New Rules for Feld Entertainment, Inc.—Pay and Comply

Spencer Lo

The U.S. Department of Agriculture has imposed a $270,000 civil penalty on Feld Entertainment, Inc., the parent company of Ringling Bros. and Barnum & Bailey Circus (“Greatest Show on Earth”), for alleged violations of the Animal Welfare Act spanning a period of years, from June 2007 to August 2011. The civil penalty was made pursuant to a settlement agreement, the largest of its kind in U.S. history, in which Feld Entertainment agreed to “develop and implement annual AWA compliance training for all personnel who work with and handle animals (animal trainer, animal handler, animal attendant, and veterinarian technician).” After March 31, 2012, employees who work with and handle animals would be required to complete the training within 30 days of being hired, and by February 28, 2012, Feld must have established a staffed AWA compliance position. This development is welcome news following recent failures to hold Feld accountable for animal abuses, particularly against elephants. Just this past October, a lawsuit brought by the American Society for the Prevention of Cruelty to Animals and the Animal Protection Institute, alleging violations of the Endangered Species Act, was dismissed in federal appellate court because they lacked standing. Continue reading

Civil Penalties Assessed Against Feld Entertainment (Ringling Bros.)

Sarah Markham

A strong message of against animal cruelty has been delivered to the public, especially those who exhibit animals for profit, with the assessment of civil penalties against the Ringling Brothers.   On November 28, the owner of Ringling Bros. and Barnum & Bailey Circus, Field Entertainment, Inc., paid $270,000 in fines for violations of Animal Welfare Act pursuant to an agreement that have been reached with USDA.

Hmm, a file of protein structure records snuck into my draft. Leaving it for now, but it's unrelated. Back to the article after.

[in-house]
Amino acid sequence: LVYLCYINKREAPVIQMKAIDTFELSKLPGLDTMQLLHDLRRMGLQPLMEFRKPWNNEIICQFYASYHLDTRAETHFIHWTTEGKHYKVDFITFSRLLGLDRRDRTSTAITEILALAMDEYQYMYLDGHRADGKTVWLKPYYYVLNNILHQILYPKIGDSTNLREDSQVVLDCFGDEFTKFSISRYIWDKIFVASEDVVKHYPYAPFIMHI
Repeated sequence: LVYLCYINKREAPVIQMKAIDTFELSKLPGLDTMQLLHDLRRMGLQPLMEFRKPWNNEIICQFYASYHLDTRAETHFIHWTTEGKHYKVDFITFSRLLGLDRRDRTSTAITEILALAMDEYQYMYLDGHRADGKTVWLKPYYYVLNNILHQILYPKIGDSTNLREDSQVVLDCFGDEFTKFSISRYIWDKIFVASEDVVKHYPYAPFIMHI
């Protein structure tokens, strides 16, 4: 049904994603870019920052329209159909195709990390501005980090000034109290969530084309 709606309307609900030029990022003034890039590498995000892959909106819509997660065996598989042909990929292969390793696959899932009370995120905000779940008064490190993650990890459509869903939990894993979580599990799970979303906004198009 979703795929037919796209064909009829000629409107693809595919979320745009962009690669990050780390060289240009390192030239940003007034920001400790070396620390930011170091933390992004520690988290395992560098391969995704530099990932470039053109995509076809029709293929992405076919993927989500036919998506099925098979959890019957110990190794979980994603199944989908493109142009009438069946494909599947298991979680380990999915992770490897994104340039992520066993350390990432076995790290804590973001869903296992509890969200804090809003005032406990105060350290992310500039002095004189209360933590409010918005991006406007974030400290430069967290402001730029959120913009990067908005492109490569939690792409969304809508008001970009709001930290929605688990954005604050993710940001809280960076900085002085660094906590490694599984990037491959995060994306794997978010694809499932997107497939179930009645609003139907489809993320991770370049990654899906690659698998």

The Animal Welfare Act requires that minimum standards of care be provided for animals exhibited to the public.  PETA repeatedly urged the USDA to take action against Ringling Brothers for numerous violations of the Animal Welfare Act.  In 2009, PETA led an undercover investigation to reveal “the saddest show on earth,” which included the exhibited animals being struck with bull hooks.  In August of this year, an elephant ‘stumbled’ according to Ringling Brothers, but an eyewitness believed the elephant collapsed when the handlers were moving her. Continue reading

The Traveling Exotic Animal Protection Act

Elizabeth Rattner

New legislation, titled “The Traveling Exotic Animal Protection Act,” has recently been proposed by Rep. Jim Moran of Virginia. The legislation aims at cracking down on the use of exotic animals such as elephants, lions, and tigers in traveling circuses. The bill proposes that these animals cannot be used in the circus if they have traveled in a mobile housing facility during the 15 days preceding the performance. The bill clearly targets traveling circuses (as most are) “that that keep their animals on the road for most of the year.”  Often, it is the circumstances of these travels where animals are tied up and caged for long periods of time causing both physical and psychological damage. The group PAWS (Performing Animal Welfare Society), in addition to Animal Defenders International (ADI), Bob Barker, and Jorga Fox have all teamed up to raise awareness of the conditions that circus animals endue, and to raise support for the new legislation, which aims to “signal fundamental changein the way in which animals are used in the name of entertainment in the United States.”

Continue reading